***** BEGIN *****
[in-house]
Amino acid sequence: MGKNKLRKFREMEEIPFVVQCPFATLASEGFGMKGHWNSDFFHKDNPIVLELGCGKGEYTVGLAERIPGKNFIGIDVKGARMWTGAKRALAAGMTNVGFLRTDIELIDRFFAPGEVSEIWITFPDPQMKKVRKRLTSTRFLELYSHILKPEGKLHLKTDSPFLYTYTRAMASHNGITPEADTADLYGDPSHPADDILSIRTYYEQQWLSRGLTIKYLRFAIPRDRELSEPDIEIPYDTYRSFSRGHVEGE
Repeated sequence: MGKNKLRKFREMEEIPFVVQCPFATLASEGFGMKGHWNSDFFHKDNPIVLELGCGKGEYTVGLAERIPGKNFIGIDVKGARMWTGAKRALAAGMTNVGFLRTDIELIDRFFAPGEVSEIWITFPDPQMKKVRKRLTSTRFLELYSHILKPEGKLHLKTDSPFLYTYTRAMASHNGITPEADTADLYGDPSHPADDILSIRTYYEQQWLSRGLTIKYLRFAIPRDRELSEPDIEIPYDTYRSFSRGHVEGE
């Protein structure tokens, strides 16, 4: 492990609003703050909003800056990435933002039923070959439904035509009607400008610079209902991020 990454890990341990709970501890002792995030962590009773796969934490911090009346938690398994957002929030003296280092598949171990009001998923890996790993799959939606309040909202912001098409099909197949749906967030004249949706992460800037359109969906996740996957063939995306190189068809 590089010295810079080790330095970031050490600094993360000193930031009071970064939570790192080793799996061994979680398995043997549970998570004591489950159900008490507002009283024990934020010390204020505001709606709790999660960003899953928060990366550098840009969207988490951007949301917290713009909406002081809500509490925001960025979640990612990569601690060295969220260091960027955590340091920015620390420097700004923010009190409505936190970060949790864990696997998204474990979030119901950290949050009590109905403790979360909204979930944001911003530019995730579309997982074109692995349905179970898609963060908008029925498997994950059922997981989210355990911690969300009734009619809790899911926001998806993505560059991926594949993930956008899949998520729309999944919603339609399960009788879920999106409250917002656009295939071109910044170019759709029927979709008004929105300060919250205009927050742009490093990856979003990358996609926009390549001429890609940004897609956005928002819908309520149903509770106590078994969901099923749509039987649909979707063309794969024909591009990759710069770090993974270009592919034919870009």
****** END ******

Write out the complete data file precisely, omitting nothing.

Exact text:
[in-house]
Amino acid sequence: MGKNKLRKFREMEEIPFVVQCPFATLASEGFGMKGHWNSDFFHKDNPIVLELGCGKGEYTVGLAERIPGKNFIGIDVKGARMWTGAKRALAAGMTNVGFLRTDIELIDRFFAPGEVSEIWITFPDPQMKKVRKRLTSTRFLELYSHILKPEGKLHLKTDSPFLYTYTRAMASHNGITPEADTADLYGDPSHPADDILSIRTYYEQQWLSRGLTIKYLRFAIPRDRELSEPDIEIPYDTYRSFSRGHVEGE
Repeated sequence: MGKNKLRKFREMEEIPFVVQCPFATLASEGFGMKGHWNSDFFHKDNPIVLELGCGKGEYTVGLAERIPGKNFIGIDVKGARMWTGAKRALAAGMTNVGFLRTDIELIDRFFAPGEVSEIWITFPDPQMKKVRKRLTSTRFLELYSHILKPEGKLHLKTDSPFLYTYTRAMASHNGITPEADTADLYGDPSHPADDILSIRTYYEQQWLSRGLTIKYLRFAIPRDRELSEPDIEIPYDTYRSFSRGHVEGE
């Protein structure tokens, strides 16, 4: 492990609003703050909003800056990435933002039923070959439904035509009607400008610079209902991020 990454890990341990709970501890002792995030962590009773796969934490911090009346938690398994957002929030003296280092598949171990009001998923890996790993799959939606309040909202912001098409099909197949749906967030004249949706992460800037359109969906996740996957063939995306190189068809 590089010295810079080790330095970031050490600094993360000193930031009071970064939570790192080793799996061994979680398995043997549970998570004591489950159900008490507002009283024990934020010390204020505001709606709790999660960003899953928060990366550098840009969207988490951007949301917290713009909406002081809500509490925001960025979640990612990569601690060295969220260091960027955590340091920015620390420097700004923010009190409505936190970060949790864990696997998204474990979030119901950290949050009590109905403790979360909204979930944001911003530019995730579309997982074109692995349905179970898609963060908008029925498997994950059922997981989210355990911690969300009734009619809790899911926001998806993505560059991926594949993930956008899949998520729309999944919603339609399960009788879920999106409250917002656009295939071109910044170019759709029927979709008004929105300060919250205009927050742009490093990856979003990358996609926009390549001429890609940004897609956005928002819908309520149903509770106590078994969901099923749509039987649909979707063309794969024909591009990759710069770090993974270009592919034919870009």